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How to Become a Financial Planner

Think you want to help people manage their money and meet their ultimate financial goals? If so, you may be wondering how to become a financial planner. The process for becoming a financial planner varies depending on what kind of advising or planning you want to do. As with most jobs, a successful financial planning career begins and ends with quality education. Many financial planners will even earn a certified financial planner (CFP) designation. This certification requires quite a bit of extra schooling and experience to achieve.

What Is a Financial Planner?

The term “financial planner” is often confused with other similar careers. These include jobs like investment advisors and financial analysts. However, there are a number of nuances between these professions that make all the difference.

For starters, financial planners typically work on long-term financial plans for their clients. This usually entails figuring out what kinds of financial goals your client is looking to achieve and building a comprehensive plan to help them reach that summit. It’s not uncommon for a financial planner to have a specific area of expertise in:

Education Requirements for Financial Planners

Like many jobs in today’s world, bachelor’s degree holders typically maintain a distinct career advantage over individuals who don’t have a degree. Financial planning careers are no different, and a quick scan of job listings across the industry confirms this standard. While starting your own financial planning business without a degree is technically an option, the vast majority of financial advisors avoid this route.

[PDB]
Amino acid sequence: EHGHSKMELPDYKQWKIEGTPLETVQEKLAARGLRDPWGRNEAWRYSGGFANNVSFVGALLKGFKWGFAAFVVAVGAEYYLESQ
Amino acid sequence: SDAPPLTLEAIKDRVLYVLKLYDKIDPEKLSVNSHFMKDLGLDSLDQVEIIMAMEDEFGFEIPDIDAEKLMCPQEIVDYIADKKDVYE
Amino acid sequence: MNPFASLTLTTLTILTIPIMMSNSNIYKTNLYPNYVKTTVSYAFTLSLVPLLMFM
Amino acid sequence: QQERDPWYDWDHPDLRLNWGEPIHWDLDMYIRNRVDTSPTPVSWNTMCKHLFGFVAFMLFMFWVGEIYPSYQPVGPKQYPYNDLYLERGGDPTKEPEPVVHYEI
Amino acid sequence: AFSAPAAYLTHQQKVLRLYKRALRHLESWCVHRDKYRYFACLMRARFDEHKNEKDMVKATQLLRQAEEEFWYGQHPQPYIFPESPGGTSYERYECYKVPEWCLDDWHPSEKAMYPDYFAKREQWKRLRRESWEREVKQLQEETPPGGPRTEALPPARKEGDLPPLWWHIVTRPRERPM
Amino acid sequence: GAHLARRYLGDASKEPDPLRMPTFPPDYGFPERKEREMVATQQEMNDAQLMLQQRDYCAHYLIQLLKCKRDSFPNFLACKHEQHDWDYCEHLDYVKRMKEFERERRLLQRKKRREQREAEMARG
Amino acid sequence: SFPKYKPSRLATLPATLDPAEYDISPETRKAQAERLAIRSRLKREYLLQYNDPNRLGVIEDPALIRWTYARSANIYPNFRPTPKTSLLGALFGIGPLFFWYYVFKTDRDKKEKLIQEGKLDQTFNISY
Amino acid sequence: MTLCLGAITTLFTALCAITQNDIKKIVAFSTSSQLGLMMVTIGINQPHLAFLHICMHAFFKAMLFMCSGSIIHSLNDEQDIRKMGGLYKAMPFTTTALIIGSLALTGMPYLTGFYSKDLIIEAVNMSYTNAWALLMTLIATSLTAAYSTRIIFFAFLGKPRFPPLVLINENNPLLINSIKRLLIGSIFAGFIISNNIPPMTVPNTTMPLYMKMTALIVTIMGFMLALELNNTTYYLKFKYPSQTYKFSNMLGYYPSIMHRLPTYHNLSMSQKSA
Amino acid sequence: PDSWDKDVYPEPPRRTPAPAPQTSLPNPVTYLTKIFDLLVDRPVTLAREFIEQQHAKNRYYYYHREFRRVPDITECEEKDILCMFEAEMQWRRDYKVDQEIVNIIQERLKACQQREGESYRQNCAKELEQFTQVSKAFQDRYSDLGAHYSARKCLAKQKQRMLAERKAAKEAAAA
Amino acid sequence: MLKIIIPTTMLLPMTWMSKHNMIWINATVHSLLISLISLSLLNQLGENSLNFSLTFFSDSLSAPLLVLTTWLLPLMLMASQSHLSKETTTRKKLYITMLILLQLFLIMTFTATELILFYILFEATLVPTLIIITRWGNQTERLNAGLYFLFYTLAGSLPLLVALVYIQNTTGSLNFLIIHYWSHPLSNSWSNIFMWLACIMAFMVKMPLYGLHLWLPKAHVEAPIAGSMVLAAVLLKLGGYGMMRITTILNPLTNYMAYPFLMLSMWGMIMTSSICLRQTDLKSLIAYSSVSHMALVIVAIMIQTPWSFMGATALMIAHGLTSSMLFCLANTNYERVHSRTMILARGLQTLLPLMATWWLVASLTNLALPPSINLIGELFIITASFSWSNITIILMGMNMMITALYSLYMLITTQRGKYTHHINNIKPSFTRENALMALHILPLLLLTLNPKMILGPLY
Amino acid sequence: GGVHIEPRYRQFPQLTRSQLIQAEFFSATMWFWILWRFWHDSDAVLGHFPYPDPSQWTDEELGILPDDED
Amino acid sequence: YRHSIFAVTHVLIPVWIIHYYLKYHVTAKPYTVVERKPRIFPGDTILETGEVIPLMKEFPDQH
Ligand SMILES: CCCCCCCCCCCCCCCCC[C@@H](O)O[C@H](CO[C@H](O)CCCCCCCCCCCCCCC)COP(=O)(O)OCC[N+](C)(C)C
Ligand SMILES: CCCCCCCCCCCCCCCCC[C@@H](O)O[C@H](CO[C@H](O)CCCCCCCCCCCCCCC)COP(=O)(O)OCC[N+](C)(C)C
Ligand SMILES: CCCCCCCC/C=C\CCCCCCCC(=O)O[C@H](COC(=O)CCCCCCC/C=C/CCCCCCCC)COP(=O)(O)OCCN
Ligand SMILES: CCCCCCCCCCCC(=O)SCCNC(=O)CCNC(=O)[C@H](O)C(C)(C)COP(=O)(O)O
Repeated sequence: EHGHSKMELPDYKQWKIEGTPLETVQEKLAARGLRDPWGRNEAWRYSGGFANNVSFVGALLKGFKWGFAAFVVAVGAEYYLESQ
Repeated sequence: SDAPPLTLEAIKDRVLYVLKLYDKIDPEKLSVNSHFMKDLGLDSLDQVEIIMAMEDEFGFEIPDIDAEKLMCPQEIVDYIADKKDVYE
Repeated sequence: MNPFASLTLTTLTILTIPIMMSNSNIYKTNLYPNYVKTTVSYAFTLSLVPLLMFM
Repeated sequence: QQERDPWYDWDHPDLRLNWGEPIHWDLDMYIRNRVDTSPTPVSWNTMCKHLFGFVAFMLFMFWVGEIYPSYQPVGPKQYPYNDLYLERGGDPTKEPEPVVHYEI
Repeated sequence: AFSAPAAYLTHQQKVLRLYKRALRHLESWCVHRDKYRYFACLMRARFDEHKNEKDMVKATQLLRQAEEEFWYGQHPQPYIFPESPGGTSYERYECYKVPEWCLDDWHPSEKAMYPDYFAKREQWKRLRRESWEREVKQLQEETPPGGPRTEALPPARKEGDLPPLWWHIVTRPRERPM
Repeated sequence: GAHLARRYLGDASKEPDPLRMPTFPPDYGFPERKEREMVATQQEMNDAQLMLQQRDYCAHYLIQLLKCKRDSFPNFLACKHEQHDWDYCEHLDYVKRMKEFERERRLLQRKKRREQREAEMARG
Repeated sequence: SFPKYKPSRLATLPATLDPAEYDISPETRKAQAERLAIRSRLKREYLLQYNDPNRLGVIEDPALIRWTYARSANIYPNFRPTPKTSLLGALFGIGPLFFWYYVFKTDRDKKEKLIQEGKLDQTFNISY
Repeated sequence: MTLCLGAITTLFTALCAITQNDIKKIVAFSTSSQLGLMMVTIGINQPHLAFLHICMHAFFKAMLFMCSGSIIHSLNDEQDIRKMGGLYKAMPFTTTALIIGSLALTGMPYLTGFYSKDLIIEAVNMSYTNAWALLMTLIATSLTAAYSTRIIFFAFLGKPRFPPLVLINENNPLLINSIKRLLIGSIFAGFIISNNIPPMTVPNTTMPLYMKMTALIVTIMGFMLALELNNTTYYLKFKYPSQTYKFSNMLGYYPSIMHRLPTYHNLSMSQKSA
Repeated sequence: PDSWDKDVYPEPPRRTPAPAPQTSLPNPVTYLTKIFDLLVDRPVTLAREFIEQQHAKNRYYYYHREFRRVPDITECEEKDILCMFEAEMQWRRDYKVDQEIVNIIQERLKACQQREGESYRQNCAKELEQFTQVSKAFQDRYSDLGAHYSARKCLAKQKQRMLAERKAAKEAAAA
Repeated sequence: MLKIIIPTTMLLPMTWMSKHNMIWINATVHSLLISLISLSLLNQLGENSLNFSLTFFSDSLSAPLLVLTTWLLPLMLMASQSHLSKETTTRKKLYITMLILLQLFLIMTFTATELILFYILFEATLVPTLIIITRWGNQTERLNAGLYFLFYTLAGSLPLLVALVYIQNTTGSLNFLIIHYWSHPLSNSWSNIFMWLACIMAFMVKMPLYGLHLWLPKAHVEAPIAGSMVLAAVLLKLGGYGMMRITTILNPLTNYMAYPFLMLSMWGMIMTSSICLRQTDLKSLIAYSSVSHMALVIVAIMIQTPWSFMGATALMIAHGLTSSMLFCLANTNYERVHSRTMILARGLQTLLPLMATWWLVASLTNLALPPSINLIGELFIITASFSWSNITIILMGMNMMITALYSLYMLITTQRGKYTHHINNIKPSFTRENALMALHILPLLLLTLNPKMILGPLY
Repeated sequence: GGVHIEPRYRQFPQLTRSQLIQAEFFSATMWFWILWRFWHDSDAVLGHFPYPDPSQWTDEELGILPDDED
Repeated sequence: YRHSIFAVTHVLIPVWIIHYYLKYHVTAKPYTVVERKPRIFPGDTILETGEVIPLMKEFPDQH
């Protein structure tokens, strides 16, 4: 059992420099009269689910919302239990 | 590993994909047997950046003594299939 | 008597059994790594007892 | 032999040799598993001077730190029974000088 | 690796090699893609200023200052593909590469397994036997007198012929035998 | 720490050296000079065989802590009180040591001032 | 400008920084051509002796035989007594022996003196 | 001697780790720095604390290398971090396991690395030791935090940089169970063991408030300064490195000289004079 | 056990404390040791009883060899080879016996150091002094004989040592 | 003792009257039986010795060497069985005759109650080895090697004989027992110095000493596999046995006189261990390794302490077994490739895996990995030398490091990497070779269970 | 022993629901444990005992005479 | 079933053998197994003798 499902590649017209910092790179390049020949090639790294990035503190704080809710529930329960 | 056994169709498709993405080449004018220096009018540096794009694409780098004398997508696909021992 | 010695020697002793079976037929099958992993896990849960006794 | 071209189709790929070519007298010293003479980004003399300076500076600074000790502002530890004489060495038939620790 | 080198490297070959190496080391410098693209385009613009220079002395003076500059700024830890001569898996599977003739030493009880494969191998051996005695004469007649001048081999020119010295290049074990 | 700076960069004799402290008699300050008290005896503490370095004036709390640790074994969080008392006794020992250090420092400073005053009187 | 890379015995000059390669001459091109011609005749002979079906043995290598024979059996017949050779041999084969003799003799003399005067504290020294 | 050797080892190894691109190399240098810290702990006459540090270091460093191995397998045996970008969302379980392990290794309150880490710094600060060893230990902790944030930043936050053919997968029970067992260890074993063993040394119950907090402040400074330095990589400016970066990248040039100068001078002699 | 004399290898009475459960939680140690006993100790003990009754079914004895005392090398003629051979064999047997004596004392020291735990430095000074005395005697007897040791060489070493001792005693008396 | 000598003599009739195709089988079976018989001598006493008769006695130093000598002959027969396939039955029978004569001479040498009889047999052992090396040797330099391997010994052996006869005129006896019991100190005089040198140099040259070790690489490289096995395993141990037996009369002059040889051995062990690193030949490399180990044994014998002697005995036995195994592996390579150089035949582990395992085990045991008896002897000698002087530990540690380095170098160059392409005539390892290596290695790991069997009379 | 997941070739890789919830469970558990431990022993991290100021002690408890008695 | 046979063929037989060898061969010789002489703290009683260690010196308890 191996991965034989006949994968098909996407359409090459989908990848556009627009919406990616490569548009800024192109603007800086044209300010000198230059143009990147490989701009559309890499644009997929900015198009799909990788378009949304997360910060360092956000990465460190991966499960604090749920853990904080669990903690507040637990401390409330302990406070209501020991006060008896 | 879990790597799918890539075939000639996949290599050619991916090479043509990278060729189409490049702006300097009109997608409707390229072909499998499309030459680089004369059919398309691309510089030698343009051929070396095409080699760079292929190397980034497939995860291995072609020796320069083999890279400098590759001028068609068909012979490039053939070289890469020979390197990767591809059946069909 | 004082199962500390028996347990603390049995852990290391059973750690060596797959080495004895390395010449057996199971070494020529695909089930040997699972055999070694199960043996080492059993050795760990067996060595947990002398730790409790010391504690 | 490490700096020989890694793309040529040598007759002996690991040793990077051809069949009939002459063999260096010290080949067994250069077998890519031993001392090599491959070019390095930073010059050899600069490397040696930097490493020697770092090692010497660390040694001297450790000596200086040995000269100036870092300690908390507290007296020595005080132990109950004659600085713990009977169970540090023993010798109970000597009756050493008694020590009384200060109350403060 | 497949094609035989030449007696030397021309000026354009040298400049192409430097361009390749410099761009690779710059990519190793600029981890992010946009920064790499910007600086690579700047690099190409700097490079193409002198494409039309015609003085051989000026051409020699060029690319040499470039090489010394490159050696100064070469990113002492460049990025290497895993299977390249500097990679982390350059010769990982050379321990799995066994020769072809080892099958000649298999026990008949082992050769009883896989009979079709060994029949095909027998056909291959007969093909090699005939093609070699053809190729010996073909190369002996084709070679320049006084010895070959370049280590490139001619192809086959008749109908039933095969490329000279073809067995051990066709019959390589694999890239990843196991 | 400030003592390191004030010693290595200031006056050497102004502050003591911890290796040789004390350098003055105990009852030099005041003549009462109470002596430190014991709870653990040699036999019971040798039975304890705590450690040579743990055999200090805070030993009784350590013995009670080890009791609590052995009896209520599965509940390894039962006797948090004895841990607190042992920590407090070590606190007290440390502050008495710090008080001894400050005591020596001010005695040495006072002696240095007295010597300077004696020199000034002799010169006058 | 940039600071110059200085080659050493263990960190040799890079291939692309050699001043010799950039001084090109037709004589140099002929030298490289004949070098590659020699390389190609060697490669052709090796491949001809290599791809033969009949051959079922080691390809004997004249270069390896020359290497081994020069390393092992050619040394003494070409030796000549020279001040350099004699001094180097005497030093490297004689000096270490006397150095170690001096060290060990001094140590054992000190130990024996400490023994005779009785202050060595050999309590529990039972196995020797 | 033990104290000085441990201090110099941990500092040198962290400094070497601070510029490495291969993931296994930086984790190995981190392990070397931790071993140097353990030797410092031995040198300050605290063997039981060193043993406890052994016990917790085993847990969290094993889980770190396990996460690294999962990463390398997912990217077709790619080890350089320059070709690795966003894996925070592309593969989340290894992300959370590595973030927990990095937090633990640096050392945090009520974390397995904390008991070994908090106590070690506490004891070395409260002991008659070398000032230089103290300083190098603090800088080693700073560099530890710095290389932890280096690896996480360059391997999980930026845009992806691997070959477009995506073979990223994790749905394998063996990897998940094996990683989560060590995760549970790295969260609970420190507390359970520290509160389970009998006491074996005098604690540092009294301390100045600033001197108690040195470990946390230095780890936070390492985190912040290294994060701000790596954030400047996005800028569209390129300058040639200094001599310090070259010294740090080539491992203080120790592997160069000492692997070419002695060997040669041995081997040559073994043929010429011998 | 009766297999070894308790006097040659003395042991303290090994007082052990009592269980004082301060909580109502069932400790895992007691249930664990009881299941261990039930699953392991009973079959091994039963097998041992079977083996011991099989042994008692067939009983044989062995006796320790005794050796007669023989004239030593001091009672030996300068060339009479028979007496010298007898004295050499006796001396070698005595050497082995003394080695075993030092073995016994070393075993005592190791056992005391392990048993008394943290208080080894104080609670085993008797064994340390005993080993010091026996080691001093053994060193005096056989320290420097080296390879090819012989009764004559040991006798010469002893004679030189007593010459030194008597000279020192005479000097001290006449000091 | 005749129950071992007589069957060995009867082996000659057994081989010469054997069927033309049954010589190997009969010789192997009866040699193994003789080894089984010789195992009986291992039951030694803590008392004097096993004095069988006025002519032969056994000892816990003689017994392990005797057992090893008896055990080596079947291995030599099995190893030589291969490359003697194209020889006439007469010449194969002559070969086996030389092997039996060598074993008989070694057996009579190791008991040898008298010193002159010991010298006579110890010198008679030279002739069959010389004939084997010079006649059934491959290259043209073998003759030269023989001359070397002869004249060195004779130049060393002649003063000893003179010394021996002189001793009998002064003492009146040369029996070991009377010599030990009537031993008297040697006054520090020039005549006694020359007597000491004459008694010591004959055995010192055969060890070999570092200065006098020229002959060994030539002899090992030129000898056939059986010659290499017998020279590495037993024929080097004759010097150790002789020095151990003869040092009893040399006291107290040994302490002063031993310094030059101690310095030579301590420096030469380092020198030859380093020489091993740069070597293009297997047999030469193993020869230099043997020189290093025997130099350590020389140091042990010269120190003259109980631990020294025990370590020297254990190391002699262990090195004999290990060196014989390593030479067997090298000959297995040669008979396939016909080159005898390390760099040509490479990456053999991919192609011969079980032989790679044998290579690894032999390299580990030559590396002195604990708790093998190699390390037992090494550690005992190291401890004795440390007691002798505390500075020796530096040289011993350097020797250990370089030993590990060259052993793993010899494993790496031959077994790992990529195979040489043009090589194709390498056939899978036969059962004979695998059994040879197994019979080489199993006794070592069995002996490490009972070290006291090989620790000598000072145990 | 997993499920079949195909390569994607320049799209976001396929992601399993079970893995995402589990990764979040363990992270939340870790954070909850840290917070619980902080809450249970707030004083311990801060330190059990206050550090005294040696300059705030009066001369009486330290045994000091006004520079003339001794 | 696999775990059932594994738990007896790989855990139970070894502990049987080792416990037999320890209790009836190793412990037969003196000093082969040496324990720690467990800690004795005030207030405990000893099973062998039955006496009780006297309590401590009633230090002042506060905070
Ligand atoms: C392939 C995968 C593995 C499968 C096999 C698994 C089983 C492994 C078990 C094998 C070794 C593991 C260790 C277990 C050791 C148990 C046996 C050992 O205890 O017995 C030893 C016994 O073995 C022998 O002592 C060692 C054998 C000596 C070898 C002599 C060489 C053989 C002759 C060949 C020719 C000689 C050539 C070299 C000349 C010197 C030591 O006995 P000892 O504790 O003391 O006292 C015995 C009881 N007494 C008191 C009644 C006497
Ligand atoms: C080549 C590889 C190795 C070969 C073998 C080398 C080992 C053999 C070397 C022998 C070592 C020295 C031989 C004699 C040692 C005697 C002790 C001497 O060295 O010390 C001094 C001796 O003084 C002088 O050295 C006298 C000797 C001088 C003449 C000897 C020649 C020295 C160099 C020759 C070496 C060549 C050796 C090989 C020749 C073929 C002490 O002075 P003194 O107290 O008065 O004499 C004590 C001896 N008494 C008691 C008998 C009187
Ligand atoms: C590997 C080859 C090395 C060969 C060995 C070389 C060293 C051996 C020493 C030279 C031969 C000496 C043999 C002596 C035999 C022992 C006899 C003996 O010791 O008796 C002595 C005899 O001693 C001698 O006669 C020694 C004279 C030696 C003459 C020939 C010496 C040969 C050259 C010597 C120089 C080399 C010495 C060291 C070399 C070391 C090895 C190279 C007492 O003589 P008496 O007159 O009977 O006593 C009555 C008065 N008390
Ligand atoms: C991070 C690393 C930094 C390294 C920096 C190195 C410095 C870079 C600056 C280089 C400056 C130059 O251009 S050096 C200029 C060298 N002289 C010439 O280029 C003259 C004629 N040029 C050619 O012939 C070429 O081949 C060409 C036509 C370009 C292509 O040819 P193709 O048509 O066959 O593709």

As far as specific degrees go, there are a number of different majors that can help propel you into financial planning. The most obvious choices are finance and economics degrees. In many cases, though, mathematics, accounting, real estate and general business degrees will more than suffice.

Finance is one of the most variable businesses in the world. Therefore, it’s important for financial planners to continue their education even after they get a job. However, not all financial planner and advisory professions require educational credentials. For example, if you pass your Series 65 Exam, you can become a registered investment advisor (RIA) without having to take coursework in financial planning.

Financial Planning Licenses and Certifications

How to Become a Financial Planner

There’s more than one kind of financial planner. You could become a financial counselor specializing in helping people get out of debt or avoid foreclosure. Alternatively, you could become a chartered financial analyst (CFA) if you love crunching numbers. But perhaps the most influential and popular certification for financial planners is the certified financial planner (CFP) designation.

For a wider comparison, the table below breaks down eight additional certifications commonly held by different types of financial advisors:

Chartered life underwriters are experts in life insurance, risk management and estate planning.These professionals manage alternate investments like hedge funds and real assets.

Chartered Alternative Investment Analyst (CAIA)

Most Common Certifications for Financial Advisors
Certified Public Accountant (CPA) This license is commonly held by accountants, tax preparers and financial analysts. CPAs can be helpful in reducing taxes and organizing investments.
Chartered Financial Consultant (ChFC) A ChFC handles financial planning for divorce and small business planning.
Chartered Investment Counselor (CIC) CICs work with clients who have large portfolios and need experienced, high-level experts to manage investments.